products. Since the process includes half with a knife and introduced into a milled in liquid nitrogen with a
2 consecutive steps (steam-heating rotating pulper (Auriol, Marmande, Dangoumill 300 freezer-mill (Prolabo,
and vacuum-expansion), we investi- France) equipped with a 1-mm screen. Paris, France) for 5 min (top impact
gated the specific effect of expansion In order to determine the mass balance frequency) then dispersed in 90% dime-
in contrast to heating by characteriz- (fresh and dry matters) for each step of thylsulfoxide (120 mL) at 100 8C and
ing the products from steam-heated the flash vacuum-expansion process stirred for 30 min. Boiling 0.1M acetate
fruit and steam-heated/vacuum-ex- (steam-heating then vacuum-expan- buffer (pH 5.0; 240 mL) was then added
panded fruit. sion), 2 experiments were performed: followed by 200 µL of heat-stable type

542 JOURNAL OF FOOD SCIENCE—Vol. 66, No. 4, 2001 © 2001 Institute of Food Technologists
Preparation of Passion-Fruit Puree . . .

ric acid, 25 8C, 45 min, then 1M sulfuric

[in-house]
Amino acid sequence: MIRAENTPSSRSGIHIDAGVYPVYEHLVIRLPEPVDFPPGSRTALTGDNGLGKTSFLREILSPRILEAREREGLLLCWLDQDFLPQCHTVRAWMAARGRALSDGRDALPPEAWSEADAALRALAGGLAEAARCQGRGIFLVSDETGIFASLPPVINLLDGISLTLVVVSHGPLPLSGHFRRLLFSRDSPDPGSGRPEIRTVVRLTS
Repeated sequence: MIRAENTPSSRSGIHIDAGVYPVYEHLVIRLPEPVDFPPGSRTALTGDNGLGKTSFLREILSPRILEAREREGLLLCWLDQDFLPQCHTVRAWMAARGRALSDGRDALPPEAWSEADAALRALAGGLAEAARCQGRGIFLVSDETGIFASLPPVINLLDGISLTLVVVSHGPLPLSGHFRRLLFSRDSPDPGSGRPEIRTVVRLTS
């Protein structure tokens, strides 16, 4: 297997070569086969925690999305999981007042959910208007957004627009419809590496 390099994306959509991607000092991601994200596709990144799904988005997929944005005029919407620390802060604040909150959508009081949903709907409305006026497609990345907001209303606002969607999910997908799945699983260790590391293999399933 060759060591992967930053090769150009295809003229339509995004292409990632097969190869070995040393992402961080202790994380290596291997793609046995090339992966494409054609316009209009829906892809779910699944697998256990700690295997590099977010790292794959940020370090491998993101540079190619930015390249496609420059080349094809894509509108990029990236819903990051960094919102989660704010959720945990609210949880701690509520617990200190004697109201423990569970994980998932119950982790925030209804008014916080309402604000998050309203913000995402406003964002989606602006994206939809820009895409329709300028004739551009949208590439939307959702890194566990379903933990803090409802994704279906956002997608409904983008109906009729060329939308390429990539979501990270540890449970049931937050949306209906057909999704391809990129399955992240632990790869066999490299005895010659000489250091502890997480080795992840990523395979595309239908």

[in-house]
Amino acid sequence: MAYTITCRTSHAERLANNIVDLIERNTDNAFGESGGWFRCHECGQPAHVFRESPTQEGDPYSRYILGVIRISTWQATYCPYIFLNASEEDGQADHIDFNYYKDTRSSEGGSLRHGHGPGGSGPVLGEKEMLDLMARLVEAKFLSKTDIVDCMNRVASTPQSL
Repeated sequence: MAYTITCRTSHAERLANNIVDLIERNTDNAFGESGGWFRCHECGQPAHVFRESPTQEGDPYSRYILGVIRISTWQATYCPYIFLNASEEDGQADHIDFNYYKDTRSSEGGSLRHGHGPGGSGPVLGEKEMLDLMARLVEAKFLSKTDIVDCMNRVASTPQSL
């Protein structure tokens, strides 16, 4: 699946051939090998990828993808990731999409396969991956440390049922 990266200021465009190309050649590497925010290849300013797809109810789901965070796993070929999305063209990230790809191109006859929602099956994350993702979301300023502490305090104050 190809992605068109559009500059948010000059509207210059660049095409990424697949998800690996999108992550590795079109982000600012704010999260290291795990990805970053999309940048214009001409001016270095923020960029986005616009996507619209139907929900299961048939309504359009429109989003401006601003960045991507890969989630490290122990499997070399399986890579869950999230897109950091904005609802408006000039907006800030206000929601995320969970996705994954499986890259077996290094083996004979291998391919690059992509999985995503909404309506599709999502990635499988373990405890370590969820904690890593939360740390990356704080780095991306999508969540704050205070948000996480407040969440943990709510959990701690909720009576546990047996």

acid, 100 8C, 2 h. Sugars were then de-
rivatized into their alditol acetates
(Blakeney and others 1983) and ana-
lyzed by gas chromatography according
to Hoebler and others (1989), with inos-
itol as internal standard. Uronic acids
were measured without desterification
after preliminary dissolution in concen-
trated sulfuric acid by the m-phe-
nylphenol procedure (Blumenkrantz
and Asboe-Hansen 1973; Ahmed and
Labavitch 1977). Proteins (N 3 6.25)
were determined by a micro-Kjeldahl
procedure (Bietz 1974).
Color of the samples (L, a, b) was de-
termined using a Minolta CR-300 chro-
mameter according to Askar and Trep-
tow (1993).
Anthocyanins were estimated as de-
scribed by Wrolstad (1976): Briefly, sam-
ple (20 g) was added to 80 mL of either
HCl-KCl buffer (0.2M, pH 1.0) or ace-
tate-HCl buffer (1M, pH 4.5), and after
thorough mixing with a blender, the
Figure 1—Schematic of flash vacuum-expansion process mixture was centrifuged (7000 3 g; 10

Food Engineering and Physical Properties


min). After appropriate dilution with
the 2 buffers, absorbancies were mea-
sured at 510 nm. After substraction of
XII-A a-amylase from Bacillus licheni- umn (300 3 8 mm) (Showa Denko, Sho- absorbancies due to turbidity (l 700